One of my favorite passages in the Bible is chapter 19 of the First Book of Kings. Elijah is on the run from the evil king Ahab and his even more evil queen, Jezebel. In the previous chapter, Elijah had his big showdown on Mount Carmel with the 450 prophets of Baal. He challenged them to a contest to see whether their god, Baal, is stronger than the God of Israel. Of course Elijah won – or, rather, God won over Baal. I won’t tell you what happened after the contest, it’s too graphic. But let’s just say Elijah was not compassionate to the 450 prophets of Baal. Well, Ahab and Jezebel were not happy. They were the kind of people who think all gods are alike, and why shouldn’t Baal be worshipped right alongside the God of Israel? Of course Ahab and Jezebel were evil for many other reasons, but for now it’s the showdown on Mount Carmel that got Elijah in trouble.

So Elijah flees into the desert and falls asleep exhausted. An angel of the Lord wakes him and tells him to eat. Elijah looks and sees some bread baked over hot coals, and a jar of water. He ate and drank and fell asleep again. The angel comes a second time, gives him more food and drink and tells him to keep moving. Forty days and forty nights Elijah traveled and came to Mount Horeb, the mountains where Moses received the Law from God. Most people believe that Horeb and Sinai were the same mountain. So Elijah went to the mountain most associated with God. And he traveled 40 days and nights to get there. There’s a Lenten number for you, 40 days!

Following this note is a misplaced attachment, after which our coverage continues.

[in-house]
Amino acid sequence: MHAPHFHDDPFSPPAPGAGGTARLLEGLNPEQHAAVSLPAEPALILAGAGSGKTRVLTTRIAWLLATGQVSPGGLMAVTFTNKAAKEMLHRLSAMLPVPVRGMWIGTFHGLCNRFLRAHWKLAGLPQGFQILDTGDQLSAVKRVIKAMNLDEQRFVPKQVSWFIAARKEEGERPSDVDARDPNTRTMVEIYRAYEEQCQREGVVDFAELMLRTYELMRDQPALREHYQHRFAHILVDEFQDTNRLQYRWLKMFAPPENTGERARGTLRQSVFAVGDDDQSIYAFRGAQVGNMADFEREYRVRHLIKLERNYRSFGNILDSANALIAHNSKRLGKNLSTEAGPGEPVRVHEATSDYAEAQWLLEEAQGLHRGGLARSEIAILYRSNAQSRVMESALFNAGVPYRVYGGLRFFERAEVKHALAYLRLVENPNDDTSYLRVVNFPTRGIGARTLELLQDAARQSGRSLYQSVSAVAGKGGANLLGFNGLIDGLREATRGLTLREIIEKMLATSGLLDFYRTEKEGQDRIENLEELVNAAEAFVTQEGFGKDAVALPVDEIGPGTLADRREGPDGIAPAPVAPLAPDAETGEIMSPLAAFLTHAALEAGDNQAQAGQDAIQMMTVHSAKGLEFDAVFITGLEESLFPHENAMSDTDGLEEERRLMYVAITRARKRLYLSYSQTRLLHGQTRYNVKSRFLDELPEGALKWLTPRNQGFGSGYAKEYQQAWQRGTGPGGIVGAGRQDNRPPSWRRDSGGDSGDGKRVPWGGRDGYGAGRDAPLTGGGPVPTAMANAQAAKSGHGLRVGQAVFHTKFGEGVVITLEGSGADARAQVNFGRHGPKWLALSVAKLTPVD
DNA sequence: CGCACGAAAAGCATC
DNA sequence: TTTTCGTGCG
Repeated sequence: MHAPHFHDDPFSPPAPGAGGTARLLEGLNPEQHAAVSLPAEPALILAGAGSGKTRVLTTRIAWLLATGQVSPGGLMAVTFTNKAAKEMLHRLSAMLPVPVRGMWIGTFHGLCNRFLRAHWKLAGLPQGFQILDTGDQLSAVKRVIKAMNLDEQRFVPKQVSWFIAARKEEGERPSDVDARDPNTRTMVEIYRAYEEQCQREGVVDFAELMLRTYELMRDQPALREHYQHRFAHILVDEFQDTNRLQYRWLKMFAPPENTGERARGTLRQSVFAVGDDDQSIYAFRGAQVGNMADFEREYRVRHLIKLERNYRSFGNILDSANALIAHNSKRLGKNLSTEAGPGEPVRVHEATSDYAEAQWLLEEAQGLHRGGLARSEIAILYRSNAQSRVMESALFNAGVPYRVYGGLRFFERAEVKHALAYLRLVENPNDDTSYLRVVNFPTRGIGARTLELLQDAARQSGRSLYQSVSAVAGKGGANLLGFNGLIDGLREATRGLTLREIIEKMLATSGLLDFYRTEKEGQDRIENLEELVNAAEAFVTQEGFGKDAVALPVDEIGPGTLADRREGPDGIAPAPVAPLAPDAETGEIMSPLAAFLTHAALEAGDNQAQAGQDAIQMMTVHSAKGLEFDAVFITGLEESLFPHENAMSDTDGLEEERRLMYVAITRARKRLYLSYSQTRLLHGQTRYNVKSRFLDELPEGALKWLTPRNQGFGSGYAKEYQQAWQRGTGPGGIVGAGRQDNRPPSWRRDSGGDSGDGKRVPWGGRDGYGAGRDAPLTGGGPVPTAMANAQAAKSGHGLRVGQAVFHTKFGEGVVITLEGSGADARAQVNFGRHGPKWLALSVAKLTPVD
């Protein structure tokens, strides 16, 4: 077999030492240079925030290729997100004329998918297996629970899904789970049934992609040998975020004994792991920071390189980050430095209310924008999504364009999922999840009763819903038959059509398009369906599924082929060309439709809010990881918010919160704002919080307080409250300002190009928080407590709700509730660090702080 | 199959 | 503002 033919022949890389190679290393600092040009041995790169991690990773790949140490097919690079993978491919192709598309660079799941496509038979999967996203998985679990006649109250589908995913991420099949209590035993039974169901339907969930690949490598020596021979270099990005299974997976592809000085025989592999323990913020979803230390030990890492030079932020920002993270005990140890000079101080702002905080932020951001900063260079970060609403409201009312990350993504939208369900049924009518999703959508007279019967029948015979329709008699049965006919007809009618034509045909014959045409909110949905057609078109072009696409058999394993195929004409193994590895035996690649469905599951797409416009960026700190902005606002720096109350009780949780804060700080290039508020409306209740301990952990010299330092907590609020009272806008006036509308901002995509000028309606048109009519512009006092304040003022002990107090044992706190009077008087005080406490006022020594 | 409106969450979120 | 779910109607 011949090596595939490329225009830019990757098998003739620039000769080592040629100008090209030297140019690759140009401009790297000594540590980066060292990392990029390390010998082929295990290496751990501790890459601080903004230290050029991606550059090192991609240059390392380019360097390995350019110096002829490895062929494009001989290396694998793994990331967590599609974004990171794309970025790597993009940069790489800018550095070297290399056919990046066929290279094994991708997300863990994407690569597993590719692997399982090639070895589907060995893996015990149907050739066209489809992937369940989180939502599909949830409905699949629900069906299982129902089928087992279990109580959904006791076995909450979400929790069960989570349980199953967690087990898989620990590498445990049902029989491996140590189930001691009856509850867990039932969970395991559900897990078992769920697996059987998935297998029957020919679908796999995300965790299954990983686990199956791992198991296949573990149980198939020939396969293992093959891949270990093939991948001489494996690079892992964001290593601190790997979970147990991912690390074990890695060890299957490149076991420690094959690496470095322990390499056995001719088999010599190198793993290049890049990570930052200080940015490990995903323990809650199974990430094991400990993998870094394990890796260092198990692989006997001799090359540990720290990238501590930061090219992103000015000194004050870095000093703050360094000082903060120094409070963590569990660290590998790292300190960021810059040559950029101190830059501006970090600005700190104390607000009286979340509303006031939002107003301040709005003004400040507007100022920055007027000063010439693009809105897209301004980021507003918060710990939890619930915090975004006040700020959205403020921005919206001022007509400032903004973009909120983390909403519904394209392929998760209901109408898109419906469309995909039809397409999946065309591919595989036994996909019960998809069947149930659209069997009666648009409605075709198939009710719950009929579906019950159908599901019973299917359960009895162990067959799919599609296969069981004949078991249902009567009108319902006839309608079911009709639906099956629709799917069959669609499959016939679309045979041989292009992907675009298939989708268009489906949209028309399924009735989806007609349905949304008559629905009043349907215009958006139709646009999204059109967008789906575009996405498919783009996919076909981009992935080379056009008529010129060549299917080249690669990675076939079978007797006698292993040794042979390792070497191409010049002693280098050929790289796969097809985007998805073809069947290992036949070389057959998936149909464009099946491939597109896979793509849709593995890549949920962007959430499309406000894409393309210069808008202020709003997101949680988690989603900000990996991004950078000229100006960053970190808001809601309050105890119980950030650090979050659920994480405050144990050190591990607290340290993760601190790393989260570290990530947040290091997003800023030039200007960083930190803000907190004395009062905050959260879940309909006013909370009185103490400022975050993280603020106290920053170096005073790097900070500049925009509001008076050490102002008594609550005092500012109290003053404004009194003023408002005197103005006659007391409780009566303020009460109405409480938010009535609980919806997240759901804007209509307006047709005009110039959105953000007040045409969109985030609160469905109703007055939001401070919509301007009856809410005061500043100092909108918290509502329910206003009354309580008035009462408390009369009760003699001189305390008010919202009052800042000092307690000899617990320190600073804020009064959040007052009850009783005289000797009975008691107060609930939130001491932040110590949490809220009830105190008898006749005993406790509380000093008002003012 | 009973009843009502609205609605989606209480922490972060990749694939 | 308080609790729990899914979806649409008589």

Remarkable things happened on Mount Horeb. There God had appeared to Moses but allowed Moses only to experience the back parts of God’s glory. Something equally remarkable happened with Elijah. And by the way, if you’ve ever wondered why Moses and Elijah are the two men who appeared with Jesus at the Transfiguration, you now have it. Both Moses and Elijah were only treated to a partial view of God’s glory on Mount Horeb. Here on the mount of transfiguration they witnessed the divine glory shining forth from Jesus, the incarnate Word. The Word that spoke to Moses and Elijah on Horeb, now speaks in the flesh and the full glory of God shines through him and radiates Moses and Elijah.

But what exactly happened to Elijah on Mount Horeb? Hidden in a cave, Elijah wait. There is a strong wind, but God is not in the storm. An earthquake occurs, but God is not there. And fire, but God is not in the fire either. And after the fire, a still small voice, like the “sound of a gentle breeze”. Elijah understands that God is in that still small voice, not in the wind, earthquake or fire. Even though the contest on Mount Carmel ended in violence, God was now showing Elijah, that God does not come in power and violence and in spectacular events, such as fire, storm or earthquake.

Like Elijah, we also are on a 40-day journey, hopefully away from too much noise, opening our hearts and minds to recognise the often hidden signs of God’s presence in our lives and in the world. Some days, his presence can be discovered in a kind of breath of silence. We can make Lent our teacher, so we can learn to pay attention and hear this breath, this still small voice. So, slow down, seek some quiet, give your technology a break. Pray more – not with words, but by opening hearts and minds to better listening for the still small voice. And fast, to the best of your ability. Even if you fast only one day a week, make it a good fast. Give your body a break so your body and learn to listen together with your spirit. God speaks. Do we listen? That’s the question Lent poses to us.

(I preached this to my congregation on Sunday, March 1st.)